With a crippling debt, running into billions of naira, on its shoulders, and very ‘hostile’ regulatory environment to cope with, the out of home (OOH) advertising practice cannot be said to be having a swell time in Nigeria.
Not too long ago, operators had protested the refusal of a state outdoor regulatory agency, the Lagos State Signage and Advertising Agency (LASAA) to pay some funds, running into billions of naira, being owed by the agency for jobs executed for the agency during the last electioneering campaign in the state.
While the debt issue still lingers, the latest threat, which, many believe, constitutes the most potent, is that which the convergence of digital and technology have continued to pose to this once vibrant sub-sector of the nation’s advertising industry.
Not a few have argued that with the convergence of digital and technology, the outdoor advertising practice is being left with no other option than to re-invent itself or go into extinction.
Interestingly, the recently-held Summit of the Outdoor Advertisers’ Association of Nigeria (OAAN), again provided the platform for stakeholders to discuss this clear and present danger, while also proffering solutions to some of these challenges, threatening to send the practice the way of the dinosaurs in Nigeria.
For instance, in his keynote address, delivered at the summit, held to mark this year’s Poster Award of the outdoor Association, the Chairman of Troyka Group, Mr Biodun Shobanjo identified the myriad of odds stacked against the growth of outdoor practice in the country, noting that the inability of stakeholders to urgently address some of those odds in the past had been responsible for the steady decline in fortunes of the practice in Nigeria in recent times.
Shobanjo argued that while the convergence of digital and technology had made it imperative for operators to re-invent themselves and, by extension, re-engineer the practice, he however queried the wisdom behind the proliferation of outdoor advertising firms, as being presently witnessed.
“I believe one of the reasons the industry seems not to be growing, of late, is that the number of outdoor advertising companies in Nigeria is rather huge. You are just too many for this type of business.
“Outdoor advertising is a serious business that requires huge capital, knowledge and skills. That is why in most countries, such as the United Kingdom, the number of outdoor firms practising there is about five. In those countries, you cannot see the type of crazy charges that are being given to practitioners here because governments in these countries know that outdoor advertising business is a serious business and the players are worth listening to,” he argued.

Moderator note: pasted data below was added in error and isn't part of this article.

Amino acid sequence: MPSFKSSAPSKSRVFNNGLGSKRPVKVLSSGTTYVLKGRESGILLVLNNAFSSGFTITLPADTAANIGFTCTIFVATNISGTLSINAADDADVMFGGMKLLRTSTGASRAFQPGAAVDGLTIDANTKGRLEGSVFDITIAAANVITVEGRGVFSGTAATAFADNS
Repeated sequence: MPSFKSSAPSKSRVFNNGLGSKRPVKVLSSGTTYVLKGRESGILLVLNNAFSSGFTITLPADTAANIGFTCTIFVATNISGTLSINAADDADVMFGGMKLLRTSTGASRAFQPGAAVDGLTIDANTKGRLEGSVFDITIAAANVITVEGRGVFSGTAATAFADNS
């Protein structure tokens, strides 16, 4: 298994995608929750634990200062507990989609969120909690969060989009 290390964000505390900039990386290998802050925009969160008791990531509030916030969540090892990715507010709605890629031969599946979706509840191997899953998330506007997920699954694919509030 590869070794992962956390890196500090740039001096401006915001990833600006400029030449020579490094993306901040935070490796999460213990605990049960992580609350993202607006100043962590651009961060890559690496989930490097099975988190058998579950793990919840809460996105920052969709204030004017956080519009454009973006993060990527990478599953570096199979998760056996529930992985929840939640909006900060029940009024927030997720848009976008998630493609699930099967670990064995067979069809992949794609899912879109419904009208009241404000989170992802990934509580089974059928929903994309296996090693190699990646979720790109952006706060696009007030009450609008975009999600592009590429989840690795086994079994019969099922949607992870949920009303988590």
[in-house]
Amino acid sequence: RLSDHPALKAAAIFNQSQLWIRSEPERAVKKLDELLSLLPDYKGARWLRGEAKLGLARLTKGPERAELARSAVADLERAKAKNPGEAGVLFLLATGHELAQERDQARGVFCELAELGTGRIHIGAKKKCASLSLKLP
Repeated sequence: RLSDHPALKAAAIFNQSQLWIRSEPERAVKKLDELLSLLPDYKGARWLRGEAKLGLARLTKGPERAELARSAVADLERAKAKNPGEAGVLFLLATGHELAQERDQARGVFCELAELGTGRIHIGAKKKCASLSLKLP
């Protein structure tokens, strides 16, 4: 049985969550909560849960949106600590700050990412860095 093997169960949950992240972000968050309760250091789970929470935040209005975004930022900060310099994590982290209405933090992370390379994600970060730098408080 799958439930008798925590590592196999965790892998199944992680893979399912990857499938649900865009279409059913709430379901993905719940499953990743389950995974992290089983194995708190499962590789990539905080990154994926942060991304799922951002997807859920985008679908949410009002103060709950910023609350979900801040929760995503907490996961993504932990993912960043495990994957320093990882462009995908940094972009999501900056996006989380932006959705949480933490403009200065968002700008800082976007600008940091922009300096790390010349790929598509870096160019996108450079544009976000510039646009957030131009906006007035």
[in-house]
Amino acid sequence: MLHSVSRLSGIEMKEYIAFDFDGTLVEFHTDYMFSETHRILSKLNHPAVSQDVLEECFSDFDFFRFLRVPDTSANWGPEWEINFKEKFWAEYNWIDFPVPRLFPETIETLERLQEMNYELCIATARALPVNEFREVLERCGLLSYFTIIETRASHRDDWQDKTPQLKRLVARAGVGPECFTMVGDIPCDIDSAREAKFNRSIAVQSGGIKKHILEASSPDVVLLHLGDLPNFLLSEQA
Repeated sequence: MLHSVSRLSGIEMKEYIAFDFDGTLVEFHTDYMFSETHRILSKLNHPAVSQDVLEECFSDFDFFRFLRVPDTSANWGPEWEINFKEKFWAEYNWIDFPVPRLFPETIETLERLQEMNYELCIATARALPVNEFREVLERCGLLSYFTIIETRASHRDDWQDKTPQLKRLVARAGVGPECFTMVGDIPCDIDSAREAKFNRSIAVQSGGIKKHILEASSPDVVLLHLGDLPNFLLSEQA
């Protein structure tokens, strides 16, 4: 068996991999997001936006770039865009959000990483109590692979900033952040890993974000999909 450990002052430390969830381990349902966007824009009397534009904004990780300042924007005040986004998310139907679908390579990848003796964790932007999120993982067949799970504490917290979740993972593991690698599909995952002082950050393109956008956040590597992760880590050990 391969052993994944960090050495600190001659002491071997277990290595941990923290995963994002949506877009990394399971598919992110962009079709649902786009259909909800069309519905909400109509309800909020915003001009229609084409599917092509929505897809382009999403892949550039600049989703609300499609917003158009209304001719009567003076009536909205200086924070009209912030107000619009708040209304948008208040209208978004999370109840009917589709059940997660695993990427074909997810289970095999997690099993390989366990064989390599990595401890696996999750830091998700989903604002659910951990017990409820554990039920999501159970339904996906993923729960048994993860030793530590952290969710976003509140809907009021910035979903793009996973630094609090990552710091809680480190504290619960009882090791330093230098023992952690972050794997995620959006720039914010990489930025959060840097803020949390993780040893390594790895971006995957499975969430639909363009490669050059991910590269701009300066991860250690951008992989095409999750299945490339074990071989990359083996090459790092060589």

While calling for merger and acquisition among the existing numerous outdoor advertising firms in the country, Shobanjo believed such collaboration would enable the companies shore up their capital base and reduce their over-head costs,” he argued.
Throwing his weight behind the Troyka Group boss, former Managing Director of the LASAA, Mr Makanjuola Alabi stated that outdoor advertising firms must collaborate to enable them add value to their clients’ businesses.
The former LASAA boss argued that, if practitioners are ready to collaborate, some of the problems currently facing the industry would be addressed.
According to him, “the present rate regime of the agency, roundly criticised by operators, remains one of the ways of curbing in the industry.
“It is a way of raising the entry barrier to ensure that people just don’t wake up one day and begin to practice outdoor,’ he stated.
Interestingly, the President of OAAN, Mr Tunde Adedoyin believes that despite the myriad of issues facing the sector, the nation’s outdoor advertising practitioners have what it takes to compete effectively with any of his peers anywhere around the globe.
“All we request from the government is to create that enabling environment for the business to thrive; since it is obvious that the present policies of the state remain totally unfriendly to the business,’ he stated.
But as glaring as the issues facing the industry are, how receptive are the practitioners to the M&Q option? How ready and willing are chief executives of the not-so-thriving outdoor ad firms in the country, to relinquish their exalted positions and retire into oblivion?
“The fact remains that the idea remains alien here, especially in our advertising industry, but it is the way to go. This is the only way the sector can get the required recognition from the government, and it is in the best interest of operators in the business to give it a try,’ argued an outdoor ad practitioner, who would not want his name in print.
Curiously, Shobanjo and other proponents of M&A seem to be in the minority. Many practitioners still prefer to either sink or swim with the business alone. Perhaps, more adversities might change this line of thought in future, but for now the M&A question continues to linger.